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Arch Dermatol. 1992 Apr;128(4):526-9.

A case of Woringer-Kolopp disease with Ki-1 (CD30) + cytotoxic/suppressor cells.

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Department of Pathology, Stanford University Medical Center, CA 94305.



Woringer-Kolopp (W-K) disease is a rare, localized, histologically malignant, but clinically indolent lymphoproliferative disorder. Most authors have regarded W-K disease as a variant of mycosis fungoides. However, a recent case suggests that W-K disease may represent a spectrum of lymphoproliferative disorders that may not be related to mycosis fungoides.


A patient with a 40-year history of localized cutaneous eruption characterized by markedly atypical epidermotropic lymphocytes was seen at Stanford (Calif) University Hospital. The lymphocytes were predominantly CD30+ cytotoxic/suppressor T cells, an immunophenotype not previously described in W-K disease. Genotype analysis revealed a clonal rearrangement.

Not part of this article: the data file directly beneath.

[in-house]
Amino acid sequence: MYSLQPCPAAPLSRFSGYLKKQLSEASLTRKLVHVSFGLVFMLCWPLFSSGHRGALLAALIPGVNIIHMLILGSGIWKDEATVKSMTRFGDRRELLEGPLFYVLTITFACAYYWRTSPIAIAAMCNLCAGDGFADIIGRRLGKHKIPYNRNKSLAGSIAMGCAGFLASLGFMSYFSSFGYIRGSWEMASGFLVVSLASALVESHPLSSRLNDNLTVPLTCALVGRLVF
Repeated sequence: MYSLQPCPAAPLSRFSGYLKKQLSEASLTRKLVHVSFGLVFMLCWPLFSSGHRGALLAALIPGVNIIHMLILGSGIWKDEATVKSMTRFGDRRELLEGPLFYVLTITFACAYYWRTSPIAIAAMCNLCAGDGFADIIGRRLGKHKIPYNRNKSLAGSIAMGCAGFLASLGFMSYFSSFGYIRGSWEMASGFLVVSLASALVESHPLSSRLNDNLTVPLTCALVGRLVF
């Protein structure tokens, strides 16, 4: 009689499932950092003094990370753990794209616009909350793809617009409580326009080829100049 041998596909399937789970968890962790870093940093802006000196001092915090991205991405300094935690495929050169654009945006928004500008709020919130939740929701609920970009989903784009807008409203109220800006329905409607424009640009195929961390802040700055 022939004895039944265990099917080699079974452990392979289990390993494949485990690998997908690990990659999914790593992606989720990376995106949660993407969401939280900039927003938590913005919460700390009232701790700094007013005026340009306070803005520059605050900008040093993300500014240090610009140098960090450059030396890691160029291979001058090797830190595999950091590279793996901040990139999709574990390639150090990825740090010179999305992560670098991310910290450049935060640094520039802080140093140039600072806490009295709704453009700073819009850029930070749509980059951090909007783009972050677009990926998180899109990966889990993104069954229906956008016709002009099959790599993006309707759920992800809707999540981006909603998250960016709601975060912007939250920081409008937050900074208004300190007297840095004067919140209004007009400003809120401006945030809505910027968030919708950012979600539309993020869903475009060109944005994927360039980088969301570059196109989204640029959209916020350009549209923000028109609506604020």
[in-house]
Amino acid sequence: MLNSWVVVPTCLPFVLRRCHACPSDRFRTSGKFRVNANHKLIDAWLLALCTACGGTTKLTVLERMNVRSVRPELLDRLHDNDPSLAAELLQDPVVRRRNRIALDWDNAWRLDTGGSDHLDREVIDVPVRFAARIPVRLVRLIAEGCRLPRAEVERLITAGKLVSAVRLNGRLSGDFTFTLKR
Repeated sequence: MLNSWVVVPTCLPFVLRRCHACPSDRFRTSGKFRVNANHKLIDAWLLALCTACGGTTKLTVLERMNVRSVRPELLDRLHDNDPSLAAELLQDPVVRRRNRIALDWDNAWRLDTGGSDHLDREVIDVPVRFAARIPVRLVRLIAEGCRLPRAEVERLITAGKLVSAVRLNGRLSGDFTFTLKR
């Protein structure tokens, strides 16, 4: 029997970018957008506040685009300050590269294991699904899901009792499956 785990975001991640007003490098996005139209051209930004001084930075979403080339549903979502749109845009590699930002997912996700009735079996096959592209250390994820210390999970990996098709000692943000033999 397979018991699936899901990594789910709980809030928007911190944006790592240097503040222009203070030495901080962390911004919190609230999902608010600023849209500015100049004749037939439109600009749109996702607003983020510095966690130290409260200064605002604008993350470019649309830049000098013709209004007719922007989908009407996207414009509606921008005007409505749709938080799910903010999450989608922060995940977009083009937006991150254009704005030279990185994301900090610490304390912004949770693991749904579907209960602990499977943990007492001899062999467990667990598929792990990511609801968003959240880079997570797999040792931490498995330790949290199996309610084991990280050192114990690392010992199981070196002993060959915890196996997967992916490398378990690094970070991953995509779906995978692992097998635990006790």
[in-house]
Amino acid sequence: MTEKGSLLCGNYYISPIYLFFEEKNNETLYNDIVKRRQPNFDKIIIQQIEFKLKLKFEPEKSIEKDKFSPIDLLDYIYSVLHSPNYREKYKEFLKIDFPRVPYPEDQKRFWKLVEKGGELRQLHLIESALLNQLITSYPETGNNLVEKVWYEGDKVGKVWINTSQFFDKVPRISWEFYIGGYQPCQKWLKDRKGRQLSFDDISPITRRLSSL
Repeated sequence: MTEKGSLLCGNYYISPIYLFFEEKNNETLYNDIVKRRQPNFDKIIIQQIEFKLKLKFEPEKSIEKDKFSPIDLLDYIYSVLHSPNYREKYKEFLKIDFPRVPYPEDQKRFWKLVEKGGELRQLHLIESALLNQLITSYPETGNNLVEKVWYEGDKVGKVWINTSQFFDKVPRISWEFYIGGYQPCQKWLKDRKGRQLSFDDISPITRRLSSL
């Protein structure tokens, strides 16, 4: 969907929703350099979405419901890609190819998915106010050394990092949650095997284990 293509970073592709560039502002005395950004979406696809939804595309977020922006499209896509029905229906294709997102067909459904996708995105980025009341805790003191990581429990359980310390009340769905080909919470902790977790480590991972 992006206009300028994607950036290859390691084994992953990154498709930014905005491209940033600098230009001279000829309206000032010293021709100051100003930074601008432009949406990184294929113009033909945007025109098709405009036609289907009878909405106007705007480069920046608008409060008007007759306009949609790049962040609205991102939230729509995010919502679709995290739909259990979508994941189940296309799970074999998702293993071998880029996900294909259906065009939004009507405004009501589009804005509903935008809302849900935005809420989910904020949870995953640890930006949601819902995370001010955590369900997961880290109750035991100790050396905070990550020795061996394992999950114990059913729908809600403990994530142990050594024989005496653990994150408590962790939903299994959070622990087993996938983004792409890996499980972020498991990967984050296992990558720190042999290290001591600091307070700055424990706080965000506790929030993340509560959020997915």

The findings in our patient, along with a review of all cases previously reported in the literature, suggest that W-K disease may be an entity with a uniform clinical and histologic presentation, but one with marked immunophenotypic heterogeneity of the malignant-appearing atypical cells. Some cases showed immunophenotypic similarities to mycosis fungoides. However, in almost half of the reviewed cases, including the one presented here, the immunophenotypic differences exceeded the similarities.

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